If I hook up two monitors with the same vertical resolution, say, 720p, and in my environment that'll be the laptop display at 16:9 AR, and the external monitor at 4:3. That gives me 1280x720 and 960x720, respectively. So I need a bridge console with a total resolution of 2240x720.

    When you go fullscreen with sfml, can you span all monitors available? I've seen it as a hit or miss situation with SDL1.2, where one time I had a game go fullscreen on both monitors and another time I had the same game only go fullscreen on one monitor, and I never locked down what was different. So it could be a desktop setting, or it could be problems with incompatible resolutions.
  • edited April 2018
    I tried a multi-monitor setup a while ago with multiple instances. It worked, but as you said, focus would be a problem if you use keys/joysticks.

    However I'm not sure if I got your problem. If you also have tablets for this purpose, why would you need additional monitors? If the size is the problem, maybe you can use a controller with the tablet and let it just handle the joystick/key input. For mouse and visuals, just log into the same station with you multi-monitor pc. Disclaimer: I have no idea if joystick and keyboard support even works on the android version.

    Another way would be to get two Raspberry PIs (PI 2 or above) and use it for the additional stations. Preferably pilot,weapons or engineering, as the other two are more hardware-demanding.
  • Well, the specific problem we're having is that we only have three regular/reliable players, and we want to work all five of the main stations at once. We have plenty of hardware in the form of extra monitors, two laptops, one desktop (not counting the one used for the main screen), and one (maybe two) tablets. Unfortunately, the current console design assumes a full-time player behind each one and is therefore quite difficult to work more than one console at at time, and we're seeing places where different functions on different consoles can be relocated to accommodate a three person bridge crew.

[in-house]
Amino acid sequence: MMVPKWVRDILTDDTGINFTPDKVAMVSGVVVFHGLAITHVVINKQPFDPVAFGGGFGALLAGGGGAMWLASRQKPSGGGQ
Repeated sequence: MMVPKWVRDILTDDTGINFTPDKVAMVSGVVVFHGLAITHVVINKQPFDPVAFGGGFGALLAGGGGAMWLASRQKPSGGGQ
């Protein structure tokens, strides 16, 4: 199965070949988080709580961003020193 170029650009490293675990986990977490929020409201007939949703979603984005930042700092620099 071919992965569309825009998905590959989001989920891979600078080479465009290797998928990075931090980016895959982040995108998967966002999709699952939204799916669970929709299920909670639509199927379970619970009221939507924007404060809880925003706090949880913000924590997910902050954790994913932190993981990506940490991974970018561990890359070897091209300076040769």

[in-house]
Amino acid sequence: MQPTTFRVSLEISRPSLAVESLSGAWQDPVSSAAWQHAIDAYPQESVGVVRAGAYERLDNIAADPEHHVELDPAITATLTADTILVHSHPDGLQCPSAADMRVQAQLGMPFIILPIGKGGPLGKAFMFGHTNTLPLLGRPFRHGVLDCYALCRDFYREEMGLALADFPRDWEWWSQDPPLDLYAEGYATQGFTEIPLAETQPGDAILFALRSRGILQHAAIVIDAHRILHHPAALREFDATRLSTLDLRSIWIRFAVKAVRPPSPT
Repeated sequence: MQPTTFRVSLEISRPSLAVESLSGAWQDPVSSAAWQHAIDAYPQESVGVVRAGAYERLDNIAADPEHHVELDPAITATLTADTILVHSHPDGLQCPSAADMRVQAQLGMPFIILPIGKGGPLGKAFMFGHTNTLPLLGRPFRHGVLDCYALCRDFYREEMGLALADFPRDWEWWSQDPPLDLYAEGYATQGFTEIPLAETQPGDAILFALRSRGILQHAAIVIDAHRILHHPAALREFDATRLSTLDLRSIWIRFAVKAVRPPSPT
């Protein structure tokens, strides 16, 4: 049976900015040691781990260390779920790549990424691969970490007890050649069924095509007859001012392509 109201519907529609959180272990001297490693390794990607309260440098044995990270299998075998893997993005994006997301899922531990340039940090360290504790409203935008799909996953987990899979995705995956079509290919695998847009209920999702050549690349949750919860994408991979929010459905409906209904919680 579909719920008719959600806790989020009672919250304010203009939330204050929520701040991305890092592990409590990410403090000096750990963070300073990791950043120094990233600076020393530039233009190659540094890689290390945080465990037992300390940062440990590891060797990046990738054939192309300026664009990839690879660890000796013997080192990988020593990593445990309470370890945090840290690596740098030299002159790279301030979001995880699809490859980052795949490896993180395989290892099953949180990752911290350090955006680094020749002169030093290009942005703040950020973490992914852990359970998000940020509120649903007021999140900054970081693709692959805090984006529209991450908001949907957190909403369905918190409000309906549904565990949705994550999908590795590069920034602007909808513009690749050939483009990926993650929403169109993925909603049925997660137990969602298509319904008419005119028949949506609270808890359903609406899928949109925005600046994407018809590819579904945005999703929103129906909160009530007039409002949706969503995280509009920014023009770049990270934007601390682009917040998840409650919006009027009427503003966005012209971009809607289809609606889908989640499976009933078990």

For example, you could run Relay and Science together, and use the scan delay setting to make scanning during combat easier while allowing the person to hack opponents' ships. Likewise, Helm and Weapons can be worked together, but during combat, someone needs to be able to play backup.

    So I'm looking at Star Trek and asking questions like "Why does Worf, Data, and Wesley all have access to sensor controls?" and then asking "Why doesn't Empty Epsilon duplicate functions from other consoles?". The answer to the second question is mostly because of screen space, but here we have plenty of screen space.

    So, we could have an ultra-wide helm console that includes the relay information and can also fire missiles. Engineering could have an ultra-wide console that includes basically the entire weapons console. Similar to the stations daid already mentioned, but without loss of functions and with duplication of functions.

    Also, some of the consoles could be made smaller, and I think some of the single player consoles may be sufficiently small to run on a phone, like damage control, which would free up space in other consoles. So, maybe we could get some phone consoles? :) Like, put combat maneuvers on the phone console and (provided game controller support in the android version) allow a game controller to connect for steering. Then helm could be worked under a science/weapons screen.
  • Multi monitor setups could work, but will require some code changes.